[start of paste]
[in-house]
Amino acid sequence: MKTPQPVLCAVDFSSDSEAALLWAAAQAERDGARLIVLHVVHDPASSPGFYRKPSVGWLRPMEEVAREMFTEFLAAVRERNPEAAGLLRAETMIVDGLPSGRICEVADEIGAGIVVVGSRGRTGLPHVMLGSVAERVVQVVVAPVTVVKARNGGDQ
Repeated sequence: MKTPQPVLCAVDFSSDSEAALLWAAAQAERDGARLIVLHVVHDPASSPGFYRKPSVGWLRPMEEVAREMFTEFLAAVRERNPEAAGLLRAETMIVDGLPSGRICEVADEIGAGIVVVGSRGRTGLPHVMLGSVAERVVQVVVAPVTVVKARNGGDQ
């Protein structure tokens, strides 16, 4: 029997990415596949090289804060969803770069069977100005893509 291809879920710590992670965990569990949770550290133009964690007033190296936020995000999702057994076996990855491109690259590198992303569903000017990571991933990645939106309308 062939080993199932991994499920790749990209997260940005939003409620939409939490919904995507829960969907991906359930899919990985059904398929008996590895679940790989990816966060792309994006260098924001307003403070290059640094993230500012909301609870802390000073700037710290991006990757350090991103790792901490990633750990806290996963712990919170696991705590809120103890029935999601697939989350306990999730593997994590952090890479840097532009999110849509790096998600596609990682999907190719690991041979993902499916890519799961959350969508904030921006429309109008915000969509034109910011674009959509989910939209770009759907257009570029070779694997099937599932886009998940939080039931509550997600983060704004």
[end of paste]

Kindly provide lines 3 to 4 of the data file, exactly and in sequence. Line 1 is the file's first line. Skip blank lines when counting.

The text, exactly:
Repeated sequence: MKTPQPVLCAVDFSSDSEAALLWAAAQAERDGARLIVLHVVHDPASSPGFYRKPSVGWLRPMEEVAREMFTEFLAAVRERNPEAAGLLRAETMIVDGLPSGRICEVADEIGAGIVVVGSRGRTGLPHVMLGSVAERVVQVVVAPVTVVKARNGGDQ
């Protein structure tokens, strides 16, 4: 029997990415596949090289804060969803770069069977100005893509 291809879920710590992670965990569990949770550290133009964690007033190296936020995000999702057994076996990855491109690259590198992303569903000017990571991933990645939106309308 062939080993199932991994499920790749990209997260940005939003409620939409939490919904995507829960969907991906359930899919990985059904398929008996590895679940790989990816966060792309994006260098924001307003403070290059640094993230500012909301609870802390000073700037710290991006990757350090991103790792901490990633750990806290996963712990919170696991705590809120103890029935999601697939989350306990999730593997994590952090890479840097532009999110849509790096998600596609990682999907190719690991041979993902499916890519799961959350969508904030921006429309109008915000969509034109910011674009959509989910939209770009759907257009570029070779694997099937599932886009998940939080039931509550997600983060704004």